In finance, the term liquidation denotes the process of converting an entity's assets into liquid assets that they can be easily transacted.

The term liquid, as used in finance, is used to denote assets which are widely accepted by a broad market base and are therefore easy to transact. Currencies which are in high demand are one form of liquid asset because they are accepted by most creditors and sellers. Certain securities, precious metals and other assets can be considered liquid because there is a strong and constant demand for them.

Illiquid assets, on the other hand, are assets for which there is a relatively low demand and a small market base. Illiquid assets typically include real estate, commodities, merchandise, vehicles, machinery and most other forms of assets which would not be widely accepted as payment for goods and services.

The liquidation process typically involves selling illiquid assets in order to trade them for cash. In investment, the term may be used to denote the process of converting illiquid investments such as alternative investments or illiquid securities which are difficult to sell into liquid investments such as securities which can be sold at any time due to high demand.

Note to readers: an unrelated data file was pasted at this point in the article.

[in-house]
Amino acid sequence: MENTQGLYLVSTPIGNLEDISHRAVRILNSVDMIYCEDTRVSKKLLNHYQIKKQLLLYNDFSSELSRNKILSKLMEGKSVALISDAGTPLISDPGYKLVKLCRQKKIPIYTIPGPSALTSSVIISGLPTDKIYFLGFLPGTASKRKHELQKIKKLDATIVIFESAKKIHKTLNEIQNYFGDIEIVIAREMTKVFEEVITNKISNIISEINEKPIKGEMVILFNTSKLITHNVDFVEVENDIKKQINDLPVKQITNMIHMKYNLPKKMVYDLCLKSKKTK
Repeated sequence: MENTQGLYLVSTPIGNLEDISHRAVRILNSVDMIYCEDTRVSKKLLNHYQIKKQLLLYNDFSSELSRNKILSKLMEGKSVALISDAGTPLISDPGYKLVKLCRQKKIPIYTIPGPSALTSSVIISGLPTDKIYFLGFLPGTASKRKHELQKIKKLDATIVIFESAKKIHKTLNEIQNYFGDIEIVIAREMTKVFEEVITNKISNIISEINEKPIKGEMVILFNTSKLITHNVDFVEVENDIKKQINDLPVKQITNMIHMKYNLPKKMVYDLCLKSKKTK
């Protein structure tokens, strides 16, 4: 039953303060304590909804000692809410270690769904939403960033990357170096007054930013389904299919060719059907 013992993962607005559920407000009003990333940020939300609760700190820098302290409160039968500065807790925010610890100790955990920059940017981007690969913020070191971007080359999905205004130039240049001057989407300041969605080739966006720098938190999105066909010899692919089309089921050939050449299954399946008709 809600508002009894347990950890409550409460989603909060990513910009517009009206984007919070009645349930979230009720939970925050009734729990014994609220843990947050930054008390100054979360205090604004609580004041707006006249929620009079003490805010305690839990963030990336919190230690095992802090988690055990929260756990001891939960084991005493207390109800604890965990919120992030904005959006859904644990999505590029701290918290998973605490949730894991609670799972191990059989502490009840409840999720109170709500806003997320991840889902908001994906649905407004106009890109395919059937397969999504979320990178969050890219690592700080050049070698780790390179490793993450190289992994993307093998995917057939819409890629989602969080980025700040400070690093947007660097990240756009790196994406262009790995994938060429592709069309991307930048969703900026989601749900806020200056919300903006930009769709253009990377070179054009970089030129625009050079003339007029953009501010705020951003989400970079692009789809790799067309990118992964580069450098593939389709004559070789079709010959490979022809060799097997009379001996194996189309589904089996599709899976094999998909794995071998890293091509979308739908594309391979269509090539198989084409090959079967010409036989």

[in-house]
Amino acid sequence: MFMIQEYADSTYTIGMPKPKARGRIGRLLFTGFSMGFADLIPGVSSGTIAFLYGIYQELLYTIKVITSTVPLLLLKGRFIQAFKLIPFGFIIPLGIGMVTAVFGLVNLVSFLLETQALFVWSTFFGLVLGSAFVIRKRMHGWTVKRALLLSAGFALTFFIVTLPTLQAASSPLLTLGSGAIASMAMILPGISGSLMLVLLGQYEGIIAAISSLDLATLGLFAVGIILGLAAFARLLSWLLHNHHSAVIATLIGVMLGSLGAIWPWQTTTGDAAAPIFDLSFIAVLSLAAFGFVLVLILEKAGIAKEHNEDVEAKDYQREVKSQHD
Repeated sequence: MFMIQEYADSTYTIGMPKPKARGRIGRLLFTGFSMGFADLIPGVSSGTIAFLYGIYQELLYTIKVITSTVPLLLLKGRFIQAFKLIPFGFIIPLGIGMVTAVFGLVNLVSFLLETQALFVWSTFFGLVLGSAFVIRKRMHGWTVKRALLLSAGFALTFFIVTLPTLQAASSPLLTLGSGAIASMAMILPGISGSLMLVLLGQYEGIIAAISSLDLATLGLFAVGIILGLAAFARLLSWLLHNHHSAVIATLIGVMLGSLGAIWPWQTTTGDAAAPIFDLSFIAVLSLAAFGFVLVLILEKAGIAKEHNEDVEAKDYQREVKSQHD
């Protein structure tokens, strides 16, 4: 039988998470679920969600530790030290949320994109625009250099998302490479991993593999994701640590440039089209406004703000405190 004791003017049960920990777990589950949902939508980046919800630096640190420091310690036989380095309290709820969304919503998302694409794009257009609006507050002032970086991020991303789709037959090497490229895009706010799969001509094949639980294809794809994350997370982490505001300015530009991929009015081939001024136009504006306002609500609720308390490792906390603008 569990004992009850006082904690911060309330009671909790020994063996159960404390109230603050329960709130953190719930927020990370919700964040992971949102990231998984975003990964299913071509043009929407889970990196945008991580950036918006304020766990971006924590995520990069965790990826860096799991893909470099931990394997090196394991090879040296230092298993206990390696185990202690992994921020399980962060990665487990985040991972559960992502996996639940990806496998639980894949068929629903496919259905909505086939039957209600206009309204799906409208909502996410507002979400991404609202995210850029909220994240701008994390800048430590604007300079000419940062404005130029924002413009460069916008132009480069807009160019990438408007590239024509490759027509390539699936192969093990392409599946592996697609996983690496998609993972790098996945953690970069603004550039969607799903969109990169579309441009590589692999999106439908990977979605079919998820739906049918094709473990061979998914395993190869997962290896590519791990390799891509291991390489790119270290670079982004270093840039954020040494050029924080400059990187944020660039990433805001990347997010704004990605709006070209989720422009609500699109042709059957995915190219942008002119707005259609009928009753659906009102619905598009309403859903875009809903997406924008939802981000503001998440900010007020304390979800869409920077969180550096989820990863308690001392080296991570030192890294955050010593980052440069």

Liquidation is necessary for the purpose of debt repayment following bankruptcy. When a company or individual goes bankrupt, their assets must be converted into a liquid asset (typically cash) so that they can be distributed among their creditors. When a company’s assets are being liquidated for distribution to creditors after it has filed for bankruptcy, the company is said to be in liquidation.

More on this topic:
Guide to depositor protection against bank insolvency
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Swiss business loan comparison

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